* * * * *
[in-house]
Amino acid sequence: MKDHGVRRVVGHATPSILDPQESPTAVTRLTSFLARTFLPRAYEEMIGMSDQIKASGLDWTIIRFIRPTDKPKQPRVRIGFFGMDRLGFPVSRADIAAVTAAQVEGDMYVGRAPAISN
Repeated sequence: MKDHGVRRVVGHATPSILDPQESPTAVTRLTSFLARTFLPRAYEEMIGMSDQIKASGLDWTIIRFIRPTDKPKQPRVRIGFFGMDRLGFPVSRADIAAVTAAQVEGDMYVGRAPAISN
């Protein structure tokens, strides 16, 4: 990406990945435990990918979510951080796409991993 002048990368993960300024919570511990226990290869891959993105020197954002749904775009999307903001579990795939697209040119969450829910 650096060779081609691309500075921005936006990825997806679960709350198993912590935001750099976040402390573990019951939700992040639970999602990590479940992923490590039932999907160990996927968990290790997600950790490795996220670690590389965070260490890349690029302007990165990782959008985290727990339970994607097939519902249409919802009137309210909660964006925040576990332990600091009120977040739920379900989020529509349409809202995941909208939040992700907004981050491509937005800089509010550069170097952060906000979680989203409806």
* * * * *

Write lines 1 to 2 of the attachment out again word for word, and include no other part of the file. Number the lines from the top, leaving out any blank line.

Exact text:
[in-house]
Amino acid sequence: MKDHGVRRVVGHATPSILDPQESPTAVTRLTSFLARTFLPRAYEEMIGMSDQIKASGLDWTIIRFIRPTDKPKQPRVRIGFFGMDRLGFPVSRADIAAVTAAQVEGDMYVGRAPAISN